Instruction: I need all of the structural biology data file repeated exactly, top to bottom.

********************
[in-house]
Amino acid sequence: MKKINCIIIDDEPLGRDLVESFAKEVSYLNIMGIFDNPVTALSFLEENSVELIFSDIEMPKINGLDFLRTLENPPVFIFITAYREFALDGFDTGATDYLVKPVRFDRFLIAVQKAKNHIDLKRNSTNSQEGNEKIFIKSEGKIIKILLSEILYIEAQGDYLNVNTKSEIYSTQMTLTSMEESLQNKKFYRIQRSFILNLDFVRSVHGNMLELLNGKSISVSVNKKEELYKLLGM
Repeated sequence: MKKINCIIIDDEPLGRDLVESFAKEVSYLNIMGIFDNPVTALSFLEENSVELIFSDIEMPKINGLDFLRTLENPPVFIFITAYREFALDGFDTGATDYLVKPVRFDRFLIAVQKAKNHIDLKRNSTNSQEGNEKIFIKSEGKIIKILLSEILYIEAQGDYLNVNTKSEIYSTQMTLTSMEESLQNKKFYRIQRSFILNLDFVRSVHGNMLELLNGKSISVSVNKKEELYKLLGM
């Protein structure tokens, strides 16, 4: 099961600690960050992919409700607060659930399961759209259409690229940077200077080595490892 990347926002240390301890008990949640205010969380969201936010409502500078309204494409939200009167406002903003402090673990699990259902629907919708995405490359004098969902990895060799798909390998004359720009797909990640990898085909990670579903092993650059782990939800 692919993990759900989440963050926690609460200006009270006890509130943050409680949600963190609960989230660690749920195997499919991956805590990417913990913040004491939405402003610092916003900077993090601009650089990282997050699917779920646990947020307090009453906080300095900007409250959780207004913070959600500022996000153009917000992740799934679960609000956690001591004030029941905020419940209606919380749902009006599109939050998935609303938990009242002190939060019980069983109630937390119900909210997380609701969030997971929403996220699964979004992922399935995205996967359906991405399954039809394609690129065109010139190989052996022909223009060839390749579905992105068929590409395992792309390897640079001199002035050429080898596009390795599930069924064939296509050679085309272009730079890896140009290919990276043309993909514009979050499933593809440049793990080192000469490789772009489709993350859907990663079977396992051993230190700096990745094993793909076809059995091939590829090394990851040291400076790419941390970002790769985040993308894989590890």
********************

[in-house]
Amino acid sequence: MKKINCIIIDDEPLGRDLVESFAKEVSYLNIMGIFDNPVTALSFLEENSVELIFSDIEMPKINGLDFLRTLENPPVFIFITAYREFALDGFDTGATDYLVKPVRFDRFLIAVQKAKNHIDLKRNSTNSQEGNEKIFIKSEGKIIKILLSEILYIEAQGDYLNVNTKSEIYSTQMTLTSMEESLQNKKFYRIQRSFILNLDFVRSVHGNMLELLNGKSISVSVNKKEELYKLLGM
Repeated sequence: MKKINCIIIDDEPLGRDLVESFAKEVSYLNIMGIFDNPVTALSFLEENSVELIFSDIEMPKINGLDFLRTLENPPVFIFITAYREFALDGFDTGATDYLVKPVRFDRFLIAVQKAKNHIDLKRNSTNSQEGNEKIFIKSEGKIIKILLSEILYIEAQGDYLNVNTKSEIYSTQMTLTSMEESLQNKKFYRIQRSFILNLDFVRSVHGNMLELLNGKSISVSVNKKEELYKLLGM
């Protein structure tokens, strides 16, 4: 099961600690960050992919409700607060659930399961759209259409690229940077200077080595490892 990347926002240390301890008990949640205010969380969201936010409502500078309204494409939200009167406002903003402090673990699990259902629907919708995405490359004098969902990895060799798909390998004359720009797909990640990898085909990670579903092993650059782990939800 692919993990759900989440963050926690609460200006009270006890509130943050409680949600963190609960989230660690749920195997499919991956805590990417913990913040004491939405402003610092916003900077993090601009650089990282997050699917779920646990947020307090009453906080300095900007409250959780207004913070959600500022996000153009917000992740799934679960609000956690001591004030029941905020419940209606919380749902009006599109939050998935609303938990009242002190939060019980069983109630937390119900909210997380609701969030997971929403996220699964979004992922399935995205996967359906991405399954039809394609690129065109010139190989052996022909223009060839390749579905992105068929590409395992792309390897640079001199002035050429080898596009390795599930069924064939296509050679085309272009730079890896140009290919990276043309993909514009979050499933593809440049793990080192000469490789772009489709993350859907990663079977396992051993230190700096990745094993793909076809059995091939590829090394990851040291400076790419941390970002790769985040993308894989590890």